USEPA NPDAT - Active, Nutrient-Related Clean Water Act Section 319 Projects USEPA These EPA data provide information about the nutrient-related Clean Water Act Section 319 projects currently underway that have reported on load reductions for nutrients. Active projects do not include those that are marked as discontinued, never initiated, completed, or accepted by EPA. Nutrients include the following pollutants: algal growth/chlorophyll, ammonia, Biochemical Oxygen Demand (BOD), dissolved oxygen (low), nitrate, nitrogen, nutrients, phosphorus, sedimentation-siltation, suspended solids, Total Kjeldahl Nitrogen, and phosphate. link
USEPA NPDAT - Facilities Likely to Discharge Nitrogen/Phosphorus (N/P) to Water data layer USEPA A web-based data layer in EPA NPDAT Tool. This layer provides information on nitrogen and phosphorus discharges from 2010 facility monitoring reports with corresponding nitrogen and phosphorus limits from EPA's Discharge Monitoring Report (DMR) Pollutant Loading Tool link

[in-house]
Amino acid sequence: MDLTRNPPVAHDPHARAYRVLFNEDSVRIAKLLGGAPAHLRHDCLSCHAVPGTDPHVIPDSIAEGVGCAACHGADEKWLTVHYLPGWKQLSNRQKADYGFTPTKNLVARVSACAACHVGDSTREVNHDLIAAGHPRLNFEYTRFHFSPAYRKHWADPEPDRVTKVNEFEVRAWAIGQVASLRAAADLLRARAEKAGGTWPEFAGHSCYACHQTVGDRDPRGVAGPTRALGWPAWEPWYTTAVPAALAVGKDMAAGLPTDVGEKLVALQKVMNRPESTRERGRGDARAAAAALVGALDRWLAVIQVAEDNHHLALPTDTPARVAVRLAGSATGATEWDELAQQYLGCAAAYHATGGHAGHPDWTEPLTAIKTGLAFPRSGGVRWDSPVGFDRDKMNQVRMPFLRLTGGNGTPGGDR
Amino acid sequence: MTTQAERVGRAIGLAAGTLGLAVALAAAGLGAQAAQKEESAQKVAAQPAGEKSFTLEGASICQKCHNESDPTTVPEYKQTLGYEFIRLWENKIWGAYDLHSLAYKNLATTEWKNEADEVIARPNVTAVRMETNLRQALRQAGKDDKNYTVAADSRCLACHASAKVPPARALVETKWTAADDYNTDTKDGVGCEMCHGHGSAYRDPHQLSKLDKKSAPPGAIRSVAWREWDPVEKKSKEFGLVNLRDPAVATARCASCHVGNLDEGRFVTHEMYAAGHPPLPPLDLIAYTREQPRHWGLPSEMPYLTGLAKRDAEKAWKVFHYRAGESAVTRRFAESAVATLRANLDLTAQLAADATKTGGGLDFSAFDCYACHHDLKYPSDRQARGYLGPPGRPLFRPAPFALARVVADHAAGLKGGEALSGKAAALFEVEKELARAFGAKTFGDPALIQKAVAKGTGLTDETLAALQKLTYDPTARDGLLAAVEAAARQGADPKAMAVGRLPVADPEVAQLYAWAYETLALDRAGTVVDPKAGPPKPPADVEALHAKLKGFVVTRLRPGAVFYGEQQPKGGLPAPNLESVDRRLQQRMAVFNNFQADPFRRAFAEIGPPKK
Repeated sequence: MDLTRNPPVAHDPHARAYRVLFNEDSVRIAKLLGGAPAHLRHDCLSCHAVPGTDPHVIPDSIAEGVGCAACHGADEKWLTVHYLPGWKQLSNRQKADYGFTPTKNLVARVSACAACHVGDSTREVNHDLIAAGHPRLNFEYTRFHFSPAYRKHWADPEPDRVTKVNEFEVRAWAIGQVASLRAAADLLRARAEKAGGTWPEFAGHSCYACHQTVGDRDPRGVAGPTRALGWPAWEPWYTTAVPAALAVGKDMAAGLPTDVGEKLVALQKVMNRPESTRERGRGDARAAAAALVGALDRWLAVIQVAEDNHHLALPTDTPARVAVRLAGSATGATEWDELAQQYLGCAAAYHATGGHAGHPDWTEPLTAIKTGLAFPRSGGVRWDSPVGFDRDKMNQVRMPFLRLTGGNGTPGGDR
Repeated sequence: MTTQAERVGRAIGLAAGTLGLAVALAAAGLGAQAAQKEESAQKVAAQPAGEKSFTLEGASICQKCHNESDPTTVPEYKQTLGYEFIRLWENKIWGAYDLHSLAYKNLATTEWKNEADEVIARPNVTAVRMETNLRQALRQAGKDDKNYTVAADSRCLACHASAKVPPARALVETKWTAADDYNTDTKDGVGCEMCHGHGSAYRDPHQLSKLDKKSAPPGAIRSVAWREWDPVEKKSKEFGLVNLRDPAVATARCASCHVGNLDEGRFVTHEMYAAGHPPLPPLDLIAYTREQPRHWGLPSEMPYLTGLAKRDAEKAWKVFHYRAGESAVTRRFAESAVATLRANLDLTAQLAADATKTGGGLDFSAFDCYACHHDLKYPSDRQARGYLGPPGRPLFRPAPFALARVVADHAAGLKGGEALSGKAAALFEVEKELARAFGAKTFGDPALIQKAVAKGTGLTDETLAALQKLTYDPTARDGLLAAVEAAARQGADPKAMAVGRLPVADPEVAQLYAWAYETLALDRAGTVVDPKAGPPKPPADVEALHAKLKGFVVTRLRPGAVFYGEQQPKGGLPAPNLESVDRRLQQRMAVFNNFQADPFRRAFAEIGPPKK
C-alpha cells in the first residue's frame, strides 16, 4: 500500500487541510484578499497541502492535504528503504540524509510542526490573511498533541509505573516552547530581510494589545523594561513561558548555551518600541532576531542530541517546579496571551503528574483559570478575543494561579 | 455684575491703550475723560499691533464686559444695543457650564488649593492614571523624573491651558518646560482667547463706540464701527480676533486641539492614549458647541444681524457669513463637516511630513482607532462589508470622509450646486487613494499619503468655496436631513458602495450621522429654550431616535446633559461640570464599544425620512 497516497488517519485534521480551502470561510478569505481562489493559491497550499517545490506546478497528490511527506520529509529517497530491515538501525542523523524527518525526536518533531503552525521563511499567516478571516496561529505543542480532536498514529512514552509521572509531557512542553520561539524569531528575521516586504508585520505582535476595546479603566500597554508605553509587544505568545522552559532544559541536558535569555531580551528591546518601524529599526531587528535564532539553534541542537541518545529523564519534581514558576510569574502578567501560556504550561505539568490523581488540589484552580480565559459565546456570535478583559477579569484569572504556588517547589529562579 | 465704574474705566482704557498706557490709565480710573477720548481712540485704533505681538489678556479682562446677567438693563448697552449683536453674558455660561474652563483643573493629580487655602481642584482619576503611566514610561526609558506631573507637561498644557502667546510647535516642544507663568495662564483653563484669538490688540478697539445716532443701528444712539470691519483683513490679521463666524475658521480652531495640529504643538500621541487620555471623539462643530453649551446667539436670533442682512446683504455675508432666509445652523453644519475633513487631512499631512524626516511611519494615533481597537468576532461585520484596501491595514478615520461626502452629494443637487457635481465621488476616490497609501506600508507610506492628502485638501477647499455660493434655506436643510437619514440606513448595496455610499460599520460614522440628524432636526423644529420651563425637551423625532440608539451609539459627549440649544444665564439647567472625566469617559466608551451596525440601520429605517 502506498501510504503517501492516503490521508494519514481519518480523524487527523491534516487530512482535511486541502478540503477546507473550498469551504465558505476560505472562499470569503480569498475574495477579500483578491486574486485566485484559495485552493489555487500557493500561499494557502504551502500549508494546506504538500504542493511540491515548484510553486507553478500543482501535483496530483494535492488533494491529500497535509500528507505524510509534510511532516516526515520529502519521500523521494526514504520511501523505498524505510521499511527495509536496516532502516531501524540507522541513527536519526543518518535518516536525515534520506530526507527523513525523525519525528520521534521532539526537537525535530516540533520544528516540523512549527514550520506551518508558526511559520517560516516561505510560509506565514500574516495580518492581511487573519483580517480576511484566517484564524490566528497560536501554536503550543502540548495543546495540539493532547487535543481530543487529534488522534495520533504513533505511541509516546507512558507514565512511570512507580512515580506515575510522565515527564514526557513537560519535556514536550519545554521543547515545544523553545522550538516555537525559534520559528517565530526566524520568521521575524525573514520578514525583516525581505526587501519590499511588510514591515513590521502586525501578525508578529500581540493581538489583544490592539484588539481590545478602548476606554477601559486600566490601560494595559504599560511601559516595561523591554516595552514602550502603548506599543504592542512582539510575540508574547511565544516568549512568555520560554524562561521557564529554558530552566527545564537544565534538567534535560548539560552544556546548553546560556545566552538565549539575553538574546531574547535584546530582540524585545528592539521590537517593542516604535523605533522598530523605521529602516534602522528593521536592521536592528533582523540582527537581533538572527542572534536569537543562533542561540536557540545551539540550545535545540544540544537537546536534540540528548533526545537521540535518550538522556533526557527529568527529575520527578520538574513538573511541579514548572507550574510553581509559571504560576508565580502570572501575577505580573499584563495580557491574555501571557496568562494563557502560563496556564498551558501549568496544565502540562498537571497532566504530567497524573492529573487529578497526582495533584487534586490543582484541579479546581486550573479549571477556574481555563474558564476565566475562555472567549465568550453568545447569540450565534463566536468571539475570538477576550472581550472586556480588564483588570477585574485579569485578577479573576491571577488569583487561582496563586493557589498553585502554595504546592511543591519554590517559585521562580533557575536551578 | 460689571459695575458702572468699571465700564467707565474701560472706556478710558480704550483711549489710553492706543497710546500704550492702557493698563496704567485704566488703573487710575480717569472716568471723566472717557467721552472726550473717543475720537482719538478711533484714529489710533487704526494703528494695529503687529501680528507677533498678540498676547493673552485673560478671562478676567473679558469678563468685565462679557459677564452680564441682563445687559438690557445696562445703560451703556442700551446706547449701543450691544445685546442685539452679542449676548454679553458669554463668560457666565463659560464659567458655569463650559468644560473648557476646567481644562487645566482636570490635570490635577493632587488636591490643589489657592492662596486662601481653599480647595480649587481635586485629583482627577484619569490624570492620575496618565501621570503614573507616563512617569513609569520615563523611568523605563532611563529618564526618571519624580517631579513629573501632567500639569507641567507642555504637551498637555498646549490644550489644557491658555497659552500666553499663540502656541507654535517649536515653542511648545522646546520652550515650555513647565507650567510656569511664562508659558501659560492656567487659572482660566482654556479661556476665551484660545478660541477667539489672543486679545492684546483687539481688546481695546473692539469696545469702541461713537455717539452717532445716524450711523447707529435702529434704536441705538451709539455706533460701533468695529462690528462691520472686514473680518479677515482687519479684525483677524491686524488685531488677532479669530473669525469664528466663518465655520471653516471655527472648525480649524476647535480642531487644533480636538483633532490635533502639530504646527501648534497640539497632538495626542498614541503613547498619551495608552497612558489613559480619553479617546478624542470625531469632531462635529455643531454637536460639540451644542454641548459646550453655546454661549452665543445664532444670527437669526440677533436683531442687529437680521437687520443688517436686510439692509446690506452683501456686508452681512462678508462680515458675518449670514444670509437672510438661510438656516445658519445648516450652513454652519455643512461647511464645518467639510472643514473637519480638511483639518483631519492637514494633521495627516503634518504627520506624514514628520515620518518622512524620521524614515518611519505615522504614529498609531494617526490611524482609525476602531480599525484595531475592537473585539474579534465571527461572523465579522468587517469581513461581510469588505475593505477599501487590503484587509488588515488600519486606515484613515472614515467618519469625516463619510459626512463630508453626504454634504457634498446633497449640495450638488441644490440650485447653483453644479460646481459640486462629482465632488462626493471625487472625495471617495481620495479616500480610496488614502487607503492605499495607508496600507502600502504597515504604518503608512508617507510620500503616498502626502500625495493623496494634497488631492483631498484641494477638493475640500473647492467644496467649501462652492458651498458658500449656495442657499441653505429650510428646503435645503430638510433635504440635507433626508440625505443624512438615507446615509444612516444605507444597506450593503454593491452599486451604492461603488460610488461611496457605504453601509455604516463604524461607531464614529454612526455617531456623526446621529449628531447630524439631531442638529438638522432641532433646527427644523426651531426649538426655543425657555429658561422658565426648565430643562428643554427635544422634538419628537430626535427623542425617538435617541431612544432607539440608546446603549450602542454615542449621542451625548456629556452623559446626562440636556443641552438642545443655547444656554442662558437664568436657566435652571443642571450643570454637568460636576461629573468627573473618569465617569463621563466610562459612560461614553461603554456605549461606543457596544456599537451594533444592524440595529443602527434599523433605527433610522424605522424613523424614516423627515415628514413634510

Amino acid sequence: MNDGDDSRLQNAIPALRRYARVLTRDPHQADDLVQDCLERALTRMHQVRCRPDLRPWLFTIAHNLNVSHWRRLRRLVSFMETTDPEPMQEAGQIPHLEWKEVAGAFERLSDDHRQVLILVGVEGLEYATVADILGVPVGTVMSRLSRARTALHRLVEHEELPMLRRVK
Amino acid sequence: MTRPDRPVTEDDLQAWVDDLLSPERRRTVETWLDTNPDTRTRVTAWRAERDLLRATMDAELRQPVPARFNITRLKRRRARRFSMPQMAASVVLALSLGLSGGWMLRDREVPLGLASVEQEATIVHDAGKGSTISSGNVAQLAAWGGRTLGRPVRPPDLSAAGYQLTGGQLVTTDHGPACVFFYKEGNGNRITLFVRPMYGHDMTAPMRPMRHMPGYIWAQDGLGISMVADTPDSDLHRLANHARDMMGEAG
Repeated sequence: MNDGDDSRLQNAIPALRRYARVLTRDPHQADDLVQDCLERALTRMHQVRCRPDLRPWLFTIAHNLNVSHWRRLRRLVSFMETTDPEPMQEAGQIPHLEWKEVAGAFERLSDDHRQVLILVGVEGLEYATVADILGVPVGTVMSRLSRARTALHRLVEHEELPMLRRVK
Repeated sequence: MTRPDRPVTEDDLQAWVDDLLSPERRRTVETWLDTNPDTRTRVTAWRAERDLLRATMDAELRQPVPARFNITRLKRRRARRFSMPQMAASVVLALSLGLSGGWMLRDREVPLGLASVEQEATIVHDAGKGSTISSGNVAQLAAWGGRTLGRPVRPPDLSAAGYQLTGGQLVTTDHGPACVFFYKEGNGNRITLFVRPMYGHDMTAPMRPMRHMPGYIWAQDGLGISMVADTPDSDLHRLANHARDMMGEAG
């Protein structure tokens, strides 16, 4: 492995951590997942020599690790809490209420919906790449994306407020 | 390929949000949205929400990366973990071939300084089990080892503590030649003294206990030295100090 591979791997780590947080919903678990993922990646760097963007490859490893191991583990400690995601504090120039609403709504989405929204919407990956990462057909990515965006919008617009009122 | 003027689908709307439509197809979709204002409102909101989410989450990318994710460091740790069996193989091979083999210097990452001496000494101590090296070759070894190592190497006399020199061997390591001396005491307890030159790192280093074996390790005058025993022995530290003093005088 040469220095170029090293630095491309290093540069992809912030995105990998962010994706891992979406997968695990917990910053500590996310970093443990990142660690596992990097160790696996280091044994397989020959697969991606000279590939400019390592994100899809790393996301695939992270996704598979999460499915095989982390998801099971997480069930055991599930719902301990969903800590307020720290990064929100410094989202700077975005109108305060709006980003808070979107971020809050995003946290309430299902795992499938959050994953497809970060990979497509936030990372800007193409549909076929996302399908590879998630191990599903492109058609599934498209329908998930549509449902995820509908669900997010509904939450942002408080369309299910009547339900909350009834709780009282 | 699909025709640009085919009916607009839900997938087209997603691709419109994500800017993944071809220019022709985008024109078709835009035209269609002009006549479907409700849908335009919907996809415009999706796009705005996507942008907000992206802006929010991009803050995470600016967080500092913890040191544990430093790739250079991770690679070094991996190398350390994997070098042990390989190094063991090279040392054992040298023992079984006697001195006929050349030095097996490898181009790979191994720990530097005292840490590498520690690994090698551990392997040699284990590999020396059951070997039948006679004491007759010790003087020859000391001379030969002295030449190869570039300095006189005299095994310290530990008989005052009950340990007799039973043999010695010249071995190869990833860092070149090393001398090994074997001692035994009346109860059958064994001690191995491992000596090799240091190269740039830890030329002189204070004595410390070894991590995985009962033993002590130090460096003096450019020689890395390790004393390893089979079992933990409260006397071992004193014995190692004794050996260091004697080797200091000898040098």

USEPA NPDAT - National Aquatic Resource Survey (NARS) N/P Values USEPA These values, derived from EPA's NARS provide nitrogen and phosphorus pollutant levels statistically associated with degraded biological condition and may indicate the potential for biological community impacts at or near a monitoring site. Values for streams and for lakes to TN and TP. link
USEPA NPDAT - National Land Cover Dataset (NLCD) USEPA These USGS data (2006) provide a comprehensive look at land use. This layer provides states with an estimated breakdown of the percentage of distinct forms of developed (urban), crop and pastureland (agricultural), and forest lands, and will help states focus the right practices on the land in prioritized watersheds. link